Ski area employee suspected of damaging wall, then skiing drunk to work |

Ski area employee suspected of damaging wall, then skiing drunk to work

Jeffrey Short
Routt County Sheriff’s Office/ courtesy

— A Steamboat Ski and Resort Corp. employee remained in jail Tuesday after he reportedly punched a hole in a wall and skied drunk to work on the mountain Sunday morning.

Jeffrey Short, 26, is due back in court Wednesday, and his bond has been set at $750. He was arrested on suspicion of misdemeanor criminal mischief and skiing under the influence, a petty offense.

The Routt County Sheriff’s Office was contacted about 9 a.m. Sunday by Ski Corp. security, who had detained Short.

According to an affidavit filed in Routt County Court, the deputy learned Short punched a hole in the wall near the employee locker room. Short got upset because he forgot his ski pass and was not allowed to load the gondola to go to work.

Short eventually was able to board the gondola and ski to work at the Rendezvous lodge.

“Jeffrey stated he had extreme difficulty and, in fact, fell twice,” the affidavit states.

Short also was contacted by ski patrollers, who suspected Short was under the influence of alcohol.

“The ski patrol staff notified supervisors, however, (they) allowed Jeffrey to respond to his work location,” the affidavit states.

Supervisors told Short he needed to go to the security office, and he was escorted off the mountain by Steamboat Ski Patrol. Short rode the gondola down the mountain.

According to the affidavit, Short admitted to drinking until midnight the previous night, but he did not believe he was drunk in the morning. The affidavit stated a breath test performed by Ski Corp. security showed Short had a blood alcohol content of .206, more than two times the legal limit to drive. Ski Corp. security also had Short take a drug test, which showed a presumptive positive for THC, the affidavit states.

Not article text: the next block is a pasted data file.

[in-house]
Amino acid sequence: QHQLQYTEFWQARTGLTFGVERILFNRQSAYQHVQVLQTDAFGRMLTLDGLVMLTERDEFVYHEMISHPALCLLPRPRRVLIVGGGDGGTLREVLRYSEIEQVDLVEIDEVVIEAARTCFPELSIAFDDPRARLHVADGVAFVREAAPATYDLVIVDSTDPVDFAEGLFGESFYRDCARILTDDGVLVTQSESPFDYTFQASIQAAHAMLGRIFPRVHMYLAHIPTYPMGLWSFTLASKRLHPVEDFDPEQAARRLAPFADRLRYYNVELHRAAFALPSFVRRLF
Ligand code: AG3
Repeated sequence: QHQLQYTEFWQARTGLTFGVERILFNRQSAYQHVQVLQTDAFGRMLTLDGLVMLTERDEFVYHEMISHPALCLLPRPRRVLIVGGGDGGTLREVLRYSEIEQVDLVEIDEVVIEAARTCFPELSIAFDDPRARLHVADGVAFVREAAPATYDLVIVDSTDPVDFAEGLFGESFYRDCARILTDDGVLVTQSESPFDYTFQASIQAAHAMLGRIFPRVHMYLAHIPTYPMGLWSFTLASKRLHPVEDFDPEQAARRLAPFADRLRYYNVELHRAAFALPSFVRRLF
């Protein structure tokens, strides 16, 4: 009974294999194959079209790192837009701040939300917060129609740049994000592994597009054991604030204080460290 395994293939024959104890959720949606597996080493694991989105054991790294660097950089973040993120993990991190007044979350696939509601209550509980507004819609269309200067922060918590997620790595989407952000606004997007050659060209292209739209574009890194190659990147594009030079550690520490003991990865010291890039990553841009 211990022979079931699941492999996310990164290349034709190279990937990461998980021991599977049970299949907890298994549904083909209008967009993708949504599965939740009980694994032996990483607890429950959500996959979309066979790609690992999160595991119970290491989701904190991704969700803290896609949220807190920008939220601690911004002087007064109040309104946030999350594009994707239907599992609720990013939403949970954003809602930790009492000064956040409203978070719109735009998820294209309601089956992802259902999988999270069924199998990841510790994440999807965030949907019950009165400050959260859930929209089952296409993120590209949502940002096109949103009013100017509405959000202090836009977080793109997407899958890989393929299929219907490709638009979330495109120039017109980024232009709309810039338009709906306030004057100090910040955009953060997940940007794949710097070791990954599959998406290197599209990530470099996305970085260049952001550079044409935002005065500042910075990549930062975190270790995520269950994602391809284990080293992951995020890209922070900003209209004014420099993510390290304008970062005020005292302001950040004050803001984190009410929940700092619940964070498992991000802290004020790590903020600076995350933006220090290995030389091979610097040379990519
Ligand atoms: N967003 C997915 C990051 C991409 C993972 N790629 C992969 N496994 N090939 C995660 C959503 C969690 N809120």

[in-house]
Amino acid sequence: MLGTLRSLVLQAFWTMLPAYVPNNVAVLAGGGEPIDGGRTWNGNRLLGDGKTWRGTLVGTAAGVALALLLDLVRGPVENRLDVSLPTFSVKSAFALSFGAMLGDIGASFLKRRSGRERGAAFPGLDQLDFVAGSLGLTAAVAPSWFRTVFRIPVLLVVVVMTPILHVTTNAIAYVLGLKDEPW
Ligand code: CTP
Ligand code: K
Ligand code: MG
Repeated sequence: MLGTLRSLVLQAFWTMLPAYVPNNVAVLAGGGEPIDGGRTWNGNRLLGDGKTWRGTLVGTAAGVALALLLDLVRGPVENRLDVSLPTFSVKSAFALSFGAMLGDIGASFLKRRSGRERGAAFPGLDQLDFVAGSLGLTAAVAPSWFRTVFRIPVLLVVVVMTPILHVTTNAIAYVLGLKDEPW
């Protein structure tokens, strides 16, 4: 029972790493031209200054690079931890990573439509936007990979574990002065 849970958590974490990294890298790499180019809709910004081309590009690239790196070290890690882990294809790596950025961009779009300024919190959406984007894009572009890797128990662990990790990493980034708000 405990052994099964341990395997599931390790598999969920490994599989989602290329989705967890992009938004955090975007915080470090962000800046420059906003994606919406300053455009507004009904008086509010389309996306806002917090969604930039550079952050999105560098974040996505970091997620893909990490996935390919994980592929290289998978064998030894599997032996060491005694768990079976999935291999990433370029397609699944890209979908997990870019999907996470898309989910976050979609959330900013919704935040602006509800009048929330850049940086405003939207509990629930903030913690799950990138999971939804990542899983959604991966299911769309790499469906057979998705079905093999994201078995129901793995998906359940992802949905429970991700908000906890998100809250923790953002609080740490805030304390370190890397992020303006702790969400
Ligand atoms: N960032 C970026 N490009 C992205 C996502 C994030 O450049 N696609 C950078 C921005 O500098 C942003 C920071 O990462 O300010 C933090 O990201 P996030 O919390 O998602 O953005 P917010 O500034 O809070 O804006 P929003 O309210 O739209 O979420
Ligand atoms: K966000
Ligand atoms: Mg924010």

Ski Corp. spokesman Mike Lane wrote in an email Tuesday that Steamboat Ski Area does not comment on personnel matters, but he did issue a statement regarding skiing under the influence.

“The majority of our guests understand their responsibility of skiing and riding in a safe manner. Skiing or snowboarding while impaired by any substance is a violation of the Ski Safety Act, and the resort will deal with those incidents swiftly. We urge everyone to be SlopeWise, ski and ride safely and remember you are responsible for your actions.”

Skiing under the influence is a Class 2 petty offense punishable by a fine of no more than $1,000. Sheriff’s Office Lt. Doug Scherar said people suspected only of skiing under the influence are given a summons to appear in court.

Scherar said skiing under the influence summonses are not issued very often. The Sheriff’s Office occasionally gets called to investigate accidents or collisions when it is suspected someone was drinking.

Scherar said alcohol consumption typically only becomes an issue when someone cannot stand or function or when someone is a danger to other people.

“It’s not illegal to ski and have a few beers,” Scherar said.

To reach Matt Stensland, call 970-871-4247, email or follow him on Twitter @SBTStensland

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